“[My] grandfather founded the business to make a product to bring happiness or joy to people’s life,” Yotsukawa says. The brand’s meaning — “The house of the fountain of joy” — fits perfectly with his grandfather’s wish.
Realities of existence
Canadian author Richard R. Powell describes wabi-sabi as stemming from “three simple realities: nothing lasts, nothing is finished, and nothing is perfect.”
Yotsukawa explains this first reality, the concept of impermanence, using the example of the gigantic tsunami that hit Japan in 2011.
“It just wiped out everything that people were working on so hard,” he says. “That gave Japanese [the understanding] that nothing stays the same. Nothing is still; everything has to change.”
Although this is humbling, it also inspires growth and courage to change, as well as an appreciation for art that captures this transitory nature.
The wabi-sabi aesthetic can be seen in a kettle’s unpolished surface, rough edges, or grainy surface created by sand used in casting. The master metalworkers can give an aged appearance, almost like an ancient artifact, or they can make a kettle look like a rock.
“We do that intentionally,” he says. “We like to give the kettles the touch and appearance of something there in nature, from the earth or soil. Beauty really is found in nature. A piece of flower, a streamline of a river, the sound from the ocean or an insect is beautiful. Even from a single leaf, we take a line and that will influence the design.”
Kisendo kettles transcend time, eras; they bridge the old and the new. They’re not simply aged and earthy, they perfectly blend this ancient aesthetic with a touch of modernity.
The kettle’s handle or top may be shiny and polished, or it may have ornate gold leaves painted on its side. Yet the main body of the kettle may appear more rustic and earthy. There’s a play between the perfect and imperfect, finished and unfinished — or, returning to the Buddhist perspective that formed them, between heaven and Earth.
“This is the fine balance [of two things] that actually stand far away from each other [but] coexist and make a harmony… something with a very ancient look and something rather new to be present in one piece,” Yotsukawa says.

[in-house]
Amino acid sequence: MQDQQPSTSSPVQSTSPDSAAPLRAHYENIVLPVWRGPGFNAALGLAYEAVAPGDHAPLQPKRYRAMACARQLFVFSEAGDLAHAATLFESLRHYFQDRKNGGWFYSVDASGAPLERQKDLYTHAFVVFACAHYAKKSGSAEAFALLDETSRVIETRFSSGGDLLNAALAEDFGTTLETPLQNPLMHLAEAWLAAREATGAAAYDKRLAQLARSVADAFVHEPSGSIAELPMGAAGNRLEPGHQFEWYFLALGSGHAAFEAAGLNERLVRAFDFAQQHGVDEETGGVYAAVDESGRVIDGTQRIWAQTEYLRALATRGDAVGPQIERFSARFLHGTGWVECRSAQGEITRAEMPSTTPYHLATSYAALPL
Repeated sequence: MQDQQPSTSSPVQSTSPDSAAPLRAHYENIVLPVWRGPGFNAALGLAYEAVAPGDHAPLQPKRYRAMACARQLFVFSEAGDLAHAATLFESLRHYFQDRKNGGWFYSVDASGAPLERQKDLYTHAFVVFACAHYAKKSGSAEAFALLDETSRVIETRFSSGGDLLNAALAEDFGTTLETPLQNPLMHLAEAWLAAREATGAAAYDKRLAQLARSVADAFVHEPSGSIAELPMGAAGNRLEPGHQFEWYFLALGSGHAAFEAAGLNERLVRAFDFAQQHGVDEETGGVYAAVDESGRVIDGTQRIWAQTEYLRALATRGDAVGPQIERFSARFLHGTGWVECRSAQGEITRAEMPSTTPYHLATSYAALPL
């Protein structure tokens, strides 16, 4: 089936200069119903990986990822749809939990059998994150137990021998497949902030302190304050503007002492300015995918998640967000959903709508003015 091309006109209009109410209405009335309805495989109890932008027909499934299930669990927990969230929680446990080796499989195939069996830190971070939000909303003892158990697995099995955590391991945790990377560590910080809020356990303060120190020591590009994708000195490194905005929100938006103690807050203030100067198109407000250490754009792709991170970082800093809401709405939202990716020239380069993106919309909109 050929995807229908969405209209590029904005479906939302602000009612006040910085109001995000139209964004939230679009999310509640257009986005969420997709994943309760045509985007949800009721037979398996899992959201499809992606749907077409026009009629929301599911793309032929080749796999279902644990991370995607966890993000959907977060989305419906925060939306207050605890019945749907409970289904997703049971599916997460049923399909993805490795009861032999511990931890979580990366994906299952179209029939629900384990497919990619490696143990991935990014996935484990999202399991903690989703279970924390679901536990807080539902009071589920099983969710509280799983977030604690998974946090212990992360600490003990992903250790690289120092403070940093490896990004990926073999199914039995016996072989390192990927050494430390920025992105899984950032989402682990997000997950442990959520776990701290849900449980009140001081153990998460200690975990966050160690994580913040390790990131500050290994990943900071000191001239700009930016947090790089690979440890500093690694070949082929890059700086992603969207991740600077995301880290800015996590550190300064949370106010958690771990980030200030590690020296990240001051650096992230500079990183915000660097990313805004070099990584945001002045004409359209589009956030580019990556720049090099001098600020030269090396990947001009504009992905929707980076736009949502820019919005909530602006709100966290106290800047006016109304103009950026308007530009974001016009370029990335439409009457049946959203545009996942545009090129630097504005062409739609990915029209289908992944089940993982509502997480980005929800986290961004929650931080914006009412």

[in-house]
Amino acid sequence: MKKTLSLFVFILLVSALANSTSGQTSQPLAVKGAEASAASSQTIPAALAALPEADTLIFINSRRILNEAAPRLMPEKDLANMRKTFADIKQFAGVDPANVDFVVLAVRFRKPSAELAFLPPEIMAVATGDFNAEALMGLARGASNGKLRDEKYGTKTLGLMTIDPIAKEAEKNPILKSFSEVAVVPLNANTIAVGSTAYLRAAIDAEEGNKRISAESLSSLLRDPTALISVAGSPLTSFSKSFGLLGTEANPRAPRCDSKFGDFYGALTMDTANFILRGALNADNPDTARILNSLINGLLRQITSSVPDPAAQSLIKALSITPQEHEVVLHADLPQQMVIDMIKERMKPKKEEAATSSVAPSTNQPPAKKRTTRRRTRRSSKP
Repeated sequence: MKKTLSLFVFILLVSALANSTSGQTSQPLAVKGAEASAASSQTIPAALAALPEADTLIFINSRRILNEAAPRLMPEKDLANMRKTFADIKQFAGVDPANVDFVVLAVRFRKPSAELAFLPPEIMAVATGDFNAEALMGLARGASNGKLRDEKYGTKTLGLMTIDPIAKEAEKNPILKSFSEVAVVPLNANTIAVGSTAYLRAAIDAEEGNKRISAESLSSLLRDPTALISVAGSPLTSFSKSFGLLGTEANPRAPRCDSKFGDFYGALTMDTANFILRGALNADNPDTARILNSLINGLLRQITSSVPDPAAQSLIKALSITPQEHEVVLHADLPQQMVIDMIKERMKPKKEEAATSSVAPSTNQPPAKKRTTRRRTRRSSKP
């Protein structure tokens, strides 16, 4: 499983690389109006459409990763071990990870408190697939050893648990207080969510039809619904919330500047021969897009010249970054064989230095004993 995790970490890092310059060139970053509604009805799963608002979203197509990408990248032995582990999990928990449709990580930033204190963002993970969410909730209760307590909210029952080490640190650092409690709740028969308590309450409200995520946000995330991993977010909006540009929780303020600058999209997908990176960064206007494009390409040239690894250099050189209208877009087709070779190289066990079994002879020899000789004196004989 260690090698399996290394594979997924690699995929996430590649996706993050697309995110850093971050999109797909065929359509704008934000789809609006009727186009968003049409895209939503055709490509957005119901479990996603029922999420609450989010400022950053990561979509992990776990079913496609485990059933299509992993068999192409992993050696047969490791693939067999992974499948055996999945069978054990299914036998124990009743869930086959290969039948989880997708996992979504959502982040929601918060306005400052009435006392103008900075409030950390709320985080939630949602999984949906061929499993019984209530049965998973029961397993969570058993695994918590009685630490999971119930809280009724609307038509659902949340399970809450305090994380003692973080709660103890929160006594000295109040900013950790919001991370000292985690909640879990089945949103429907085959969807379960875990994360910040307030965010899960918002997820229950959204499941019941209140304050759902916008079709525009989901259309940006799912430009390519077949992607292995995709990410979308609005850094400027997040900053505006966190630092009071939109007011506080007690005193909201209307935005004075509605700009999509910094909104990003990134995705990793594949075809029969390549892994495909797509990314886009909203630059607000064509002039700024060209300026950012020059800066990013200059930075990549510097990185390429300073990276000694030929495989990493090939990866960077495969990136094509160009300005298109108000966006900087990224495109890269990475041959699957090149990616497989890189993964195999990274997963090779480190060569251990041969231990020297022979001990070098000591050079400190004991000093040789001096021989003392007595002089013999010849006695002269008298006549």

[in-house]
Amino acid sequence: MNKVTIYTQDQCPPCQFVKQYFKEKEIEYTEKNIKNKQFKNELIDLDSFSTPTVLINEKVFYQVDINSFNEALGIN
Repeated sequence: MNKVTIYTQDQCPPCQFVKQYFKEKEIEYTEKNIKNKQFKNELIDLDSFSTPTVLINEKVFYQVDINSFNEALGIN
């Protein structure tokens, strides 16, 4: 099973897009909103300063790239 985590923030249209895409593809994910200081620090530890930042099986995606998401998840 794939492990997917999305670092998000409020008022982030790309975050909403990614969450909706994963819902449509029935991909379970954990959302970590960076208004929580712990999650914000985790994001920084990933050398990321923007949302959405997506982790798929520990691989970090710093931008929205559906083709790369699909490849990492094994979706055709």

In Asian thought, the natural world is expansive and extends far beyond the boundaries of our small planet, our temporary home.
“Everything is interconnected. It goes as a loop; it never ends,” Yotsukawa says. “We would like to express that with our pieces.”
A Kisendo incense burner called Tamagatakujaku koro fits that mould with its rich symbolism. Yotsukawa’s father worked with another artist to design it, and Japan’s imperial family bought it.
One of its notable qualities is that it is round, a distinct shape for an incense burner. “A sphere, there is no end to it,” Yotsukawa says. It is symbolic of the cosmos or the cycle of life, reincarnation.
The orb is adorned by many significant oriental flowers, such as the orchid, a flower representing scholarly pursuit, nobility, integrity, and friendship. Confucius likened an orchid to a man of honour.
Tamagatakujaku koro is also covered with lilies, a flower often given to a woman on her wedding day to attract a long-lasting, fruitful marriage. Kisendo again emphasizes that dichotomous beauty of opposites, a harmony of masculine and feminine.
Holding the sphere are three Chinese lions, known as guardians in Asian culture. They’re the “guardians of a house with everything that you love,” Yotsukawa says. In this design, they act as guardians for the precious philosophies and virtues represented by the other motifs.
Perched on the sides are two phoenixes, divine birds that represent “endless longevity or endless prosperity, because the phoenix is the bird that never dies,” says Yotsukawa.
On top, stands a regal peacock, symbolizing wealth and longevity.
“We take the design motif from nature and also focus on the legendary design from ancient Chinese culture,” he says. “That makes a universe of something natural and also very divine.”
The incense burner takes three months to craft and sells for $2,000–$15,000, depending on whether it’s made of bronze or sterling silver.
Along with other tea kettles and incense burners, Yotsukawa is excited to showcase the Tamagatakujaku koro for the first time in North America at the Luxury Home & Design Show, hosted by our sister media, Taste of Life, June 21–24 in Vancouver.
“It is like a cosmos that is held by lions and also supported by phoenixes and the peacock,” he says. “The traditional values of what we care about in Oriental culture are all in one piece.”
To take a closer look at the process of making Kisendo kettles and incense burners, read How It’s Made: Art Forged By Traditional Japanese Metalworkers.